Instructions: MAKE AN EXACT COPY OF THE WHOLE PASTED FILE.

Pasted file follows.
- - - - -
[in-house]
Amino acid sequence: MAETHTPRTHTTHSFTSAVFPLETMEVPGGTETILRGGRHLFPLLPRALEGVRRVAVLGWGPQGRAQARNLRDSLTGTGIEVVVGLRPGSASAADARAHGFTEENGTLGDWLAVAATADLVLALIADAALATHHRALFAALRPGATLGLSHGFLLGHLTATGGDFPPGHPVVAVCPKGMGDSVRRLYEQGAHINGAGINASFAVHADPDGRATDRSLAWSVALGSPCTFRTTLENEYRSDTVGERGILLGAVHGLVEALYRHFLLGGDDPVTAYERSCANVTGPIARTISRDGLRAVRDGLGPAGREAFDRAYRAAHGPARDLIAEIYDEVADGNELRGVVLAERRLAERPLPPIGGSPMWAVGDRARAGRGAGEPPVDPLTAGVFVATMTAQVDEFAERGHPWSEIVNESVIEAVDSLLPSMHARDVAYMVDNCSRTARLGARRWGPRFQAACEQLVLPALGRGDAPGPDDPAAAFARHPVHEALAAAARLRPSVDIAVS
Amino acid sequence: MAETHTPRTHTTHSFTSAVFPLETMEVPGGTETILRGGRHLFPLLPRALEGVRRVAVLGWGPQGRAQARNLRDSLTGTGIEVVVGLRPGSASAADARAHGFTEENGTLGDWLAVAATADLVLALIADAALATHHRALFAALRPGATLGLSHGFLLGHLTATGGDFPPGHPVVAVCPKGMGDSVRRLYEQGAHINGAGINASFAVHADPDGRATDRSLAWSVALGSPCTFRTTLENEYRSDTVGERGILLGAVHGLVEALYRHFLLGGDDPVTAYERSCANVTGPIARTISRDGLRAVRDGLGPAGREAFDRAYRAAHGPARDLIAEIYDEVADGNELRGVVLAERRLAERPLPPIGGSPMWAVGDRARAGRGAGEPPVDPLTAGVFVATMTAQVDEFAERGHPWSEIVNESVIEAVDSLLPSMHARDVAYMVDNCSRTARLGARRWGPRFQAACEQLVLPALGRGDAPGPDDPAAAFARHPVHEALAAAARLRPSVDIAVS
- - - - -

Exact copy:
[in-house]
Amino acid sequence: MAETHTPRTHTTHSFTSAVFPLETMEVPGGTETILRGGRHLFPLLPRALEGVRRVAVLGWGPQGRAQARNLRDSLTGTGIEVVVGLRPGSASAADARAHGFTEENGTLGDWLAVAATADLVLALIADAALATHHRALFAALRPGATLGLSHGFLLGHLTATGGDFPPGHPVVAVCPKGMGDSVRRLYEQGAHINGAGINASFAVHADPDGRATDRSLAWSVALGSPCTFRTTLENEYRSDTVGERGILLGAVHGLVEALYRHFLLGGDDPVTAYERSCANVTGPIARTISRDGLRAVRDGLGPAGREAFDRAYRAAHGPARDLIAEIYDEVADGNELRGVVLAERRLAERPLPPIGGSPMWAVGDRARAGRGAGEPPVDPLTAGVFVATMTAQVDEFAERGHPWSEIVNESVIEAVDSLLPSMHARDVAYMVDNCSRTARLGARRWGPRFQAACEQLVLPALGRGDAPGPDDPAAAFARHPVHEALAAAARLRPSVDIAVS
Amino acid sequence: MAETHTPRTHTTHSFTSAVFPLETMEVPGGTETILRGGRHLFPLLPRALEGVRRVAVLGWGPQGRAQARNLRDSLTGTGIEVVVGLRPGSASAADARAHGFTEENGTLGDWLAVAATADLVLALIADAALATHHRALFAALRPGATLGLSHGFLLGHLTATGGDFPPGHPVVAVCPKGMGDSVRRLYEQGAHINGAGINASFAVHADPDGRATDRSLAWSVALGSPCTFRTTLENEYRSDTVGERGILLGAVHGLVEALYRHFLLGGDDPVTAYERSCANVTGPIARTISRDGLRAVRDGLGPAGREAFDRAYRAAHGPARDLIAEIYDEVADGNELRGVVLAERRLAERPLPPIGGSPMWAVGDRARAGRGAGEPPVDPLTAGVFVATMTAQVDEFAERGHPWSEIVNESVIEAVDSLLPSMHARDVAYMVDNCSRTARLGARRWGPRFQAACEQLVLPALGRGDAPGPDDPAAAFARHPVHEALAAAARLRPSVDIAVS